Fire follows strike on former property of famed author Grace Metalious, lightning rods save home next doorBy BEA LEWIS
Union Leader Correspondent
August 09. 2018 11:07PM
GILMANTON — A three-alarm fire destroyed a mobile home and heavily damaged an attached three-room addition early Wednesday night on Stockwell Hill Road on land that once belonged to famed author Grace Metalious.
Property owner Jeanne Gallant said she was in her home across the street when lightning struck about 5:45 p.m.
“A ball of flame came right into the corner of the room and then there was a big boom. I was scared,” said Gallant.
She exited her home at 125 Stockwell Hill Road to check the building and the barn for signs of fire. While busy checking that property, Gallant said, someone driving by noticed the neighboring property at 120 Stockwell Hill Road was on fire.
Gallant recounted she bought the fire-damaged property from Metalious, the author of “Peyton Place,” one of the most scandalous books of the mid-20th century.
“I bought the property in May 1964 and Grace died in February,” she said.
Gallant put the 72-foot mobile home on the hilltop property for use by her ex-mother-in-law. Most recently, it was being used for storing a large collection of old china and other antiques Gallant had amassed. She said she had planned to hold a yard sale to raise money to help pay her taxes. Gallant said she was not insured for the loss.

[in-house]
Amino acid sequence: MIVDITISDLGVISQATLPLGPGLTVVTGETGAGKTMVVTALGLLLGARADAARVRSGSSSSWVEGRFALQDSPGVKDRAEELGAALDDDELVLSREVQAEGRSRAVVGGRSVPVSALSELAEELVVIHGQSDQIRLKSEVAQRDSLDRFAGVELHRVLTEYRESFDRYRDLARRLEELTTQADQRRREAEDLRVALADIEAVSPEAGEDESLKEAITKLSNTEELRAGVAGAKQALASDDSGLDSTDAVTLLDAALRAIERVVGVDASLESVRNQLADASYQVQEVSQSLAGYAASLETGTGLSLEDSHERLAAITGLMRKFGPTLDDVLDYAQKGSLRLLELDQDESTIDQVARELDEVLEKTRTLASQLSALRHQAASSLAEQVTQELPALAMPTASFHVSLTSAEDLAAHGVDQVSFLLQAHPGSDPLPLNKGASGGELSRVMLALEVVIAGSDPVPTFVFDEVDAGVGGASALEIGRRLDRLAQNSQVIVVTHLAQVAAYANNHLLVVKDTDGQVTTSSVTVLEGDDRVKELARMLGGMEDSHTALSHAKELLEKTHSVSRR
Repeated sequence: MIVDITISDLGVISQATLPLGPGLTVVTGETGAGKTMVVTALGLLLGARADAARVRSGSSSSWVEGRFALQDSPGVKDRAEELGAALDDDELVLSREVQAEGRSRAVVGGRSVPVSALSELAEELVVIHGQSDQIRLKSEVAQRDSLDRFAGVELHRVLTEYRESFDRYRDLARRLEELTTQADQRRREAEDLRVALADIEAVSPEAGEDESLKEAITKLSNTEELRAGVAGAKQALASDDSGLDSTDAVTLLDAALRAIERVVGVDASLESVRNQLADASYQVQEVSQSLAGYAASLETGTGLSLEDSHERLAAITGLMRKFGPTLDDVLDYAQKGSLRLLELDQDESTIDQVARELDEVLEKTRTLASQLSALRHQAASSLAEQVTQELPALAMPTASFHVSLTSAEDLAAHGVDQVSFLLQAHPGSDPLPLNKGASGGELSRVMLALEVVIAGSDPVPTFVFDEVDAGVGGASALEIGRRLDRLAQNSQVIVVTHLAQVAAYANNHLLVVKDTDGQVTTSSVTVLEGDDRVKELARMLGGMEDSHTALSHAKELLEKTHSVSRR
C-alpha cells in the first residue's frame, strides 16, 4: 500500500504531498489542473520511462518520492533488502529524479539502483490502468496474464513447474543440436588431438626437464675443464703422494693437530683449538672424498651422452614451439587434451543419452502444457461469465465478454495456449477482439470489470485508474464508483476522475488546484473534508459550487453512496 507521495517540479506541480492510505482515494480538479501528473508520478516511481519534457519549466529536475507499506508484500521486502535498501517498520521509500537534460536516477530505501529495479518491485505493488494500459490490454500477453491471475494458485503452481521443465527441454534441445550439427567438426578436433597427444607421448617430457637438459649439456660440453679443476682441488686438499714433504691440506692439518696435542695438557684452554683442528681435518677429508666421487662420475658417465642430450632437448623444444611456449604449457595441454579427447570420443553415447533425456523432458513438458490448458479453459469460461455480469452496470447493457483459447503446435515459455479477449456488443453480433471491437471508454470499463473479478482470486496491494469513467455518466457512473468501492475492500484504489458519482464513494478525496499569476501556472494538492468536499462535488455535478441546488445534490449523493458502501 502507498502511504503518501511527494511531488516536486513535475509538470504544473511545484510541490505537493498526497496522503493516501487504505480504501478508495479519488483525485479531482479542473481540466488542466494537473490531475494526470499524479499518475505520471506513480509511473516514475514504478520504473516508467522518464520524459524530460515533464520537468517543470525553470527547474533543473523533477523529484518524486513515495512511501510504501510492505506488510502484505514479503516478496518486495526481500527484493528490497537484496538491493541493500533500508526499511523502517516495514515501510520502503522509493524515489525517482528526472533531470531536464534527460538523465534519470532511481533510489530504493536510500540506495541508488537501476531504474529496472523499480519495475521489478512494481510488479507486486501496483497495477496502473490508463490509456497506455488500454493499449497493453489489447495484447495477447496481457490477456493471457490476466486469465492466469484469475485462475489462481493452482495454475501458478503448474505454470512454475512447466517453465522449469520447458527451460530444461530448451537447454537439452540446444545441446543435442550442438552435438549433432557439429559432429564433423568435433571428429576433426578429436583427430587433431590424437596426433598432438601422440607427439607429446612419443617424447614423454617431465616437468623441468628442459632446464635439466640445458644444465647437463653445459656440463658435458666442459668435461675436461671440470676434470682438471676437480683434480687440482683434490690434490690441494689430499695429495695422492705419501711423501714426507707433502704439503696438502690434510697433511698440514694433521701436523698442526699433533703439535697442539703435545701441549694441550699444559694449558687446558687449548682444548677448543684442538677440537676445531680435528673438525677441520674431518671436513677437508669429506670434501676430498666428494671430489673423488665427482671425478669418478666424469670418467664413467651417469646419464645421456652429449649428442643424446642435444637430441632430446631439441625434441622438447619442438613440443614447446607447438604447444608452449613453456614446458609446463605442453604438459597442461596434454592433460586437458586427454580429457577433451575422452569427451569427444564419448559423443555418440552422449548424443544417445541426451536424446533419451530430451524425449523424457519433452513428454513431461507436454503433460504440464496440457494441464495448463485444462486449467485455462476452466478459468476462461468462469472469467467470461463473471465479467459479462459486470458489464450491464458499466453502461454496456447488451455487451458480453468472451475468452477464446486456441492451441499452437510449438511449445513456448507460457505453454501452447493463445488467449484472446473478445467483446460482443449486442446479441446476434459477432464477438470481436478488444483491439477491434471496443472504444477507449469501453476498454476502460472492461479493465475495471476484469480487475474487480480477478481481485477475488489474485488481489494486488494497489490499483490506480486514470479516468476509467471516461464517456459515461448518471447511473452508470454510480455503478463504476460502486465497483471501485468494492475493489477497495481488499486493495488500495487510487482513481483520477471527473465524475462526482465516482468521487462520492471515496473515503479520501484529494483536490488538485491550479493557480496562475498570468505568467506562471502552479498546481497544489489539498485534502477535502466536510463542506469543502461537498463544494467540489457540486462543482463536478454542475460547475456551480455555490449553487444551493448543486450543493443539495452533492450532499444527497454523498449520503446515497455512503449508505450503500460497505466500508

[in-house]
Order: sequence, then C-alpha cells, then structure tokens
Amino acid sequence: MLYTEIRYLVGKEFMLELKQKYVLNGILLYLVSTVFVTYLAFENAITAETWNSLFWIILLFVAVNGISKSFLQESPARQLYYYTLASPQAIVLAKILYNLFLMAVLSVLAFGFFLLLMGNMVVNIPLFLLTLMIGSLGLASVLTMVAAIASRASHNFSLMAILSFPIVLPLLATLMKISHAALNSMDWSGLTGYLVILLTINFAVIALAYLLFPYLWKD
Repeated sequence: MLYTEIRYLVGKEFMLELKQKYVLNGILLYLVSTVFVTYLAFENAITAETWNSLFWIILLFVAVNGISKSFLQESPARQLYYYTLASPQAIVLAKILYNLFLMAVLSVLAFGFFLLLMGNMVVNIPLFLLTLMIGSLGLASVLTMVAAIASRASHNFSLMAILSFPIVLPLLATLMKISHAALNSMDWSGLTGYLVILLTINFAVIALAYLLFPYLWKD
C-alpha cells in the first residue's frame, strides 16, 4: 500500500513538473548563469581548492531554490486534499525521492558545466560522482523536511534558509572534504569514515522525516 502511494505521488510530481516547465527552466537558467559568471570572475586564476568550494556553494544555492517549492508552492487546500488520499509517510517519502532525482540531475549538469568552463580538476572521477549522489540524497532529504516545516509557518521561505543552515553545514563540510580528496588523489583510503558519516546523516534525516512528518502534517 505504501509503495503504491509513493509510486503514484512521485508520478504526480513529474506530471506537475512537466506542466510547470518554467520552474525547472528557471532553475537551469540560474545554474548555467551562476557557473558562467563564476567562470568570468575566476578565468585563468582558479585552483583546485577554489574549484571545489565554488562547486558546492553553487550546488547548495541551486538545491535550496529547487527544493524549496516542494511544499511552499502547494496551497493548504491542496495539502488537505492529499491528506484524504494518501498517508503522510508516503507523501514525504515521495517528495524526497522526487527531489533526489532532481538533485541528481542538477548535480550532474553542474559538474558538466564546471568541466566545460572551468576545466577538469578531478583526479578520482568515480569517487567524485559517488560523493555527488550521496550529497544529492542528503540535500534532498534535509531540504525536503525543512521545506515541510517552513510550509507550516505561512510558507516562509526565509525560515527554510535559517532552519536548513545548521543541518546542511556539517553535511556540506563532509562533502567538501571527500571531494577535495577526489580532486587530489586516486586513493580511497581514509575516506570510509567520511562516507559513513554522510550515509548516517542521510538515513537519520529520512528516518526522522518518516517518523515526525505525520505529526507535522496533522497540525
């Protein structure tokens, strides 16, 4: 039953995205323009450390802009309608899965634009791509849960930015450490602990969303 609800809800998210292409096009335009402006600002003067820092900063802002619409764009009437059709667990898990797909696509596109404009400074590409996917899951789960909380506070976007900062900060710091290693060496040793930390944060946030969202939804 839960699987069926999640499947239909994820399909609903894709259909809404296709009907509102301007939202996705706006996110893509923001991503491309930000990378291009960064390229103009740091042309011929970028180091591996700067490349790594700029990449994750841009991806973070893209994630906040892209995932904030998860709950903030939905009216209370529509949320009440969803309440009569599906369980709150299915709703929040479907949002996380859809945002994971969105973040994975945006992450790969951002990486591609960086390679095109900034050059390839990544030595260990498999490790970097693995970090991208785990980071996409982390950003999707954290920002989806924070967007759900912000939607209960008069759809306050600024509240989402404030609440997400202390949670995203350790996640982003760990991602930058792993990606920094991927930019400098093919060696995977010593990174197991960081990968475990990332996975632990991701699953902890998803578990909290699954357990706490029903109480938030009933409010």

Gallant credits having lightning rods on her own home with dissipating the strike and preventing a fire there.
Because of the remote location, lack of a source of water and the high humidity in which firefighters had to work, Lakes Region Mutual Fire Aid Association called in firefighters and equipment from 10 communities. Tanker trucks from Sanbornton, Meredith, Alton, Barnstead, Belmont, Canterbury, Gilford, Laconia, Loudon, Tilton-Northfield and Meredith, ferried water to the scene.
New Hampshire Electric Cooperative sent a line crew to disconnect power at the street as a live line had burned off the trailer and lay in the driveway.
No injuries were reported but several firefighters were being monitored at the scene by medical crews after showing signs of heat exhaustion.
Gallant, 77, remained upbeat despite the damage, remarking that it would have been far worse had someone been injured.
If lightning is found to be the source of the blaze, Gallant said, it wouldn’t be the first time her family has had property struck and burned.
He paternal grandparents lived on Ladd Hill and had one house destroyed by fire after a lightning strike. They rebuilt next door and again lost all to a fire sparked by lightning.
“All the neighbors came with buckets and tried to put it out but they didn’t have trucks like these back then,” Gallant said, motioning to a long line of idling tankers stretching down the road.